Table of Contents

Search

  1. Preface
  2. Welcome to Informatica Process Developer
  3. Using Guide Developer for the First Time
  4. Getting Started with Informatica Process Developer
  5. About Interfaces Service References and Local WSDL
  6. Planning Your BPEL Process
  7. Participants
  8. Implementing a BPMN Task or Event in BPEL
  9. Implementing a BPMN Gateway or Control Flow
  10. Using Variables
  11. Attachments
  12. Using Links
  13. Data Manipulation
  14. Compensation
  15. Correlation
  16. What is Correlation
  17. What is a Correlation Set
  18. Creating Message Properties and Property Aliases
  19. Adding a Correlation Set
  20. Deleting a Correlation Set
  21. Adding Correlations to an Activity
  22. Rules for Declaring and Using Correlation Sets
  23. Correlation Sets and Engine-Managed Correlation
  24. Event Handling
  25. Fault Handling
  26. Simulating and Debugging
  27. Deploying Your Processes
  28. BPEL Unit Testing
  29. Creating POJO and XQuery Custom Functions
  30. Custom Service Interactions
  31. Process Exception Management
  32. Creating Reports for Process Server and Central
  33. Business Event Processing
  34. Process Central Forms and Configuration
  35. Building a Process with a System Service
  36. Human Tasks
  37. BPEL Faults and Reports

2. Designer

2. Designer

Deployment Requirements for Java (EJB) Endpoint

Deployment Requirements for Java (EJB) Endpoint

Select the Java class that will be created and invoked at runtime.
For details on setting up and designing a BPEL process with an EJB service, see
Creating a Java Interface
.
If you have developed a Web service implemented as an EJB, you can deploy the JAR files and other resources using the partner role invoke handler called EJB Service. Note that in the PDD Editor, the invoke handler detects your EJB project as a POJO and automatically selects Java Service. Be sure to select EJB Service.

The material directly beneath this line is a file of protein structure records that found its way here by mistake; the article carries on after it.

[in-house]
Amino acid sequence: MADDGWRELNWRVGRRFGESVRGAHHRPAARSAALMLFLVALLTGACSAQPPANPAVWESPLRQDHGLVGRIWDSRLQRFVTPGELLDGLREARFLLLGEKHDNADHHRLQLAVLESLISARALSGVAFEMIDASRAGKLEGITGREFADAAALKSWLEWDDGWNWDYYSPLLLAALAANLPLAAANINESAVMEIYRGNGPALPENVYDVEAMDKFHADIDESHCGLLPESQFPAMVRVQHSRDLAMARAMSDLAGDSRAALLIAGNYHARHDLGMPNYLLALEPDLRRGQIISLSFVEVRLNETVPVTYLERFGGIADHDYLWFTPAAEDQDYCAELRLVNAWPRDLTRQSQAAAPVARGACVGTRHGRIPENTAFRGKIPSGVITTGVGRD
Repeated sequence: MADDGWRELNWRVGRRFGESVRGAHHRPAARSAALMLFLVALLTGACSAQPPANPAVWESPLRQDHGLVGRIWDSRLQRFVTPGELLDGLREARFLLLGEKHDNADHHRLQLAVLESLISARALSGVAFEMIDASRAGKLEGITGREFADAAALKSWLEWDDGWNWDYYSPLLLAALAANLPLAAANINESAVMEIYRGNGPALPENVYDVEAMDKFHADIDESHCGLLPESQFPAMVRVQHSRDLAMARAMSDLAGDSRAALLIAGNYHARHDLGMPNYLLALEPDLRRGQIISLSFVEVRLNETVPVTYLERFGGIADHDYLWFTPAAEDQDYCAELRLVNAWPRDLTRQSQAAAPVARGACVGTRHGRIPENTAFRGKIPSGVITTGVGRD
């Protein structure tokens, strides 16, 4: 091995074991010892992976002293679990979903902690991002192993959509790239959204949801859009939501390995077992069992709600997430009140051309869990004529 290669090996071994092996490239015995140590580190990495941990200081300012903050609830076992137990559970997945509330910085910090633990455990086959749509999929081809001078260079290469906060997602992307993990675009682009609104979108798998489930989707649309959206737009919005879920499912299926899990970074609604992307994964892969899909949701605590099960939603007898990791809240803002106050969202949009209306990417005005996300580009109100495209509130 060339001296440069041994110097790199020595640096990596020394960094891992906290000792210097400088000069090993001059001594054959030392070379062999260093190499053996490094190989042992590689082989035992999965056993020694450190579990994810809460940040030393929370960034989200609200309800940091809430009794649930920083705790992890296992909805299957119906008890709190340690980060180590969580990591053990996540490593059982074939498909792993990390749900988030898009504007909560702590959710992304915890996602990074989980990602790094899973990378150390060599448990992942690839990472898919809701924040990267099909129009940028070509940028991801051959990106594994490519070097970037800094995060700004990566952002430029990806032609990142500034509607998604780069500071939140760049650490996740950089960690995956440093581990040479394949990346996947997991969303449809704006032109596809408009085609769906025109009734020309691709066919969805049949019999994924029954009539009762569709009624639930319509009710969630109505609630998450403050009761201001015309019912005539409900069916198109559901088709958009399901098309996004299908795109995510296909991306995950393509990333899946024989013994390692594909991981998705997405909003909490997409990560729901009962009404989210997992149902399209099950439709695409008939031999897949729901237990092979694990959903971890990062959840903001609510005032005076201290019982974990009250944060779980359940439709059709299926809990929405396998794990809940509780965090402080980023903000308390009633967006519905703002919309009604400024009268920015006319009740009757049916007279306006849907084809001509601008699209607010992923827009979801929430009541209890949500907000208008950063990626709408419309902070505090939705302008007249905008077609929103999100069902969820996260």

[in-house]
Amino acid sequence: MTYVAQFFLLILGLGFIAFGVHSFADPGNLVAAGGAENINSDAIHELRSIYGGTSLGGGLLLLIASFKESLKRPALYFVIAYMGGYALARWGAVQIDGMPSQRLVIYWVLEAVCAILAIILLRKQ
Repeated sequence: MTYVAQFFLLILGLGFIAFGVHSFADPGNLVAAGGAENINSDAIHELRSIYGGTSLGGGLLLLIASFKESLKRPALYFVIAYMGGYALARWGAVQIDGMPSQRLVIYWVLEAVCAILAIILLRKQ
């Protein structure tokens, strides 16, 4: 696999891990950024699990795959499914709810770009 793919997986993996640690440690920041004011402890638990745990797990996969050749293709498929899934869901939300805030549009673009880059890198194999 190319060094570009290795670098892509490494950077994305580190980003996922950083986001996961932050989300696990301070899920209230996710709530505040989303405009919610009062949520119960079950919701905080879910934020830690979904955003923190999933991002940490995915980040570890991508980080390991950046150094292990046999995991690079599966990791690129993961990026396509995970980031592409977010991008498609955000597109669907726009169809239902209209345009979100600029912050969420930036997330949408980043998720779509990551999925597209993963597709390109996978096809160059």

Also note that an EJB Service cannot be used on Apache Tomcat. It is supported on other application servers.
The EJB Service handler performs a JNDI lookup to obtain the EJB home to instantiate the object used to call the method.
To fill in the EJB Service Invoke Handler Properties Dialog
:
  1. For a JNDI Name, specify the JNDI name as defined in your application server's EJB file, such as the JBOSS ejb-jar.xml file, the WebLogic weblogic-ejb-jar.xml file, or the WebSphere ibm-ejb-jar-bnd.xml file.
  2. For EJB Home, specify the home interface as defined in application server's ejb-jar.xml file.
    This property is required for WebSphere, but is optional for JBoss and WebLogic.
  3. In the Classpath box, select the Java classpath that is used when instantiating and invoking the Java class. The classpath includes not only the JAR (or local "src" workspace directory) that contains the class being invoked, but also any JARs that contain classes referenced directly or indirectly by that class.
    Note that the Inherit server classloader checkbox is selected by default. If you disable this option, you will only have access to the JARs on your classpath, not the JARs that are deployed to the server.
When you select an EJB invoke handler for the partner role implementing the EJB interface, the Java resources are added to the resource catalog and deployed with the process. This includes all of the JARs included in the classpath.
Also, there is no endpoint reference information needed for an EJB service.


Updated March 30, 2020